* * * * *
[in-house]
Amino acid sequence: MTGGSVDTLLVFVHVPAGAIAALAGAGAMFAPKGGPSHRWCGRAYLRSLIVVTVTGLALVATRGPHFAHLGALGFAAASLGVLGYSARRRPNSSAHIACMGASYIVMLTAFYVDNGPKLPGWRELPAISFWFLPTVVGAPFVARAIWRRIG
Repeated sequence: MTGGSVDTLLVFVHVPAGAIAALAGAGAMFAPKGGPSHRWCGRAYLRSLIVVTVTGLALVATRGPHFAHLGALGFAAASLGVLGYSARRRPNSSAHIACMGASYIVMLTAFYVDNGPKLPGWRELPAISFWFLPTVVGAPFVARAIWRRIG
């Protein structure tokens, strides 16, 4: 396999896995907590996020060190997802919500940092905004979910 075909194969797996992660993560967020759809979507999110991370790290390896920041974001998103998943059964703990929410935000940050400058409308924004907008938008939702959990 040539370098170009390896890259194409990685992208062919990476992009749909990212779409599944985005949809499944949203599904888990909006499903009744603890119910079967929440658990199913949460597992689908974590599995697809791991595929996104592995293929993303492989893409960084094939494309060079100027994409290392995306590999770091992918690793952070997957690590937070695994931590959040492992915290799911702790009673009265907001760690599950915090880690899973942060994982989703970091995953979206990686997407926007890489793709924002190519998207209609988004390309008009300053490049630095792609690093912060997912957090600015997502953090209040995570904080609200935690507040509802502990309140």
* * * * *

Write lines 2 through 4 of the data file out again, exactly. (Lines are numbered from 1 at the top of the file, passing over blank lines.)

Amino acid sequence: MTGGSVDTLLVFVHVPAGAIAALAGAGAMFAPKGGPSHRWCGRAYLRSLIVVTVTGLALVATRGPHFAHLGALGFAAASLGVLGYSARRRPNSSAHIACMGASYIVMLTAFYVDNGPKLPGWRELPAISFWFLPTVVGAPFVARAIWRRIG
Repeated sequence: MTGGSVDTLLVFVHVPAGAIAALAGAGAMFAPKGGPSHRWCGRAYLRSLIVVTVTGLALVATRGPHFAHLGALGFAAASLGVLGYSARRRPNSSAHIACMGASYIVMLTAFYVDNGPKLPGWRELPAISFWFLPTVVGAPFVARAIWRRIG
């Protein structure tokens, strides 16, 4: 396999896995907590996020060190997802919500940092905004979910 075909194969797996992660993560967020759809979507999110991370790290390896920041974001998103998943059964703990929410935000940050400058409308924004907008938008939702959990 040539370098170009390896890259194409990685992208062919990476992009749909990212779409599944985005949809499944949203599904888990909006499903009744603890119910079967929440658990199913949460597992689908974590599995697809791991595929996104592995293929993303492989893409960084094939494309060079100027994409290392995306590999770091992918690793952070997957690590937070695994931590959040492992915290799911702790009673009265907001760690599950915090880690899973942060994982989703970091995953979206990686997407926007890489793709924002190519998207209609988004390309008009300053490049630095792609690093912060997912957090600015997502953090209040995570904080609200935690507040509802502990309140």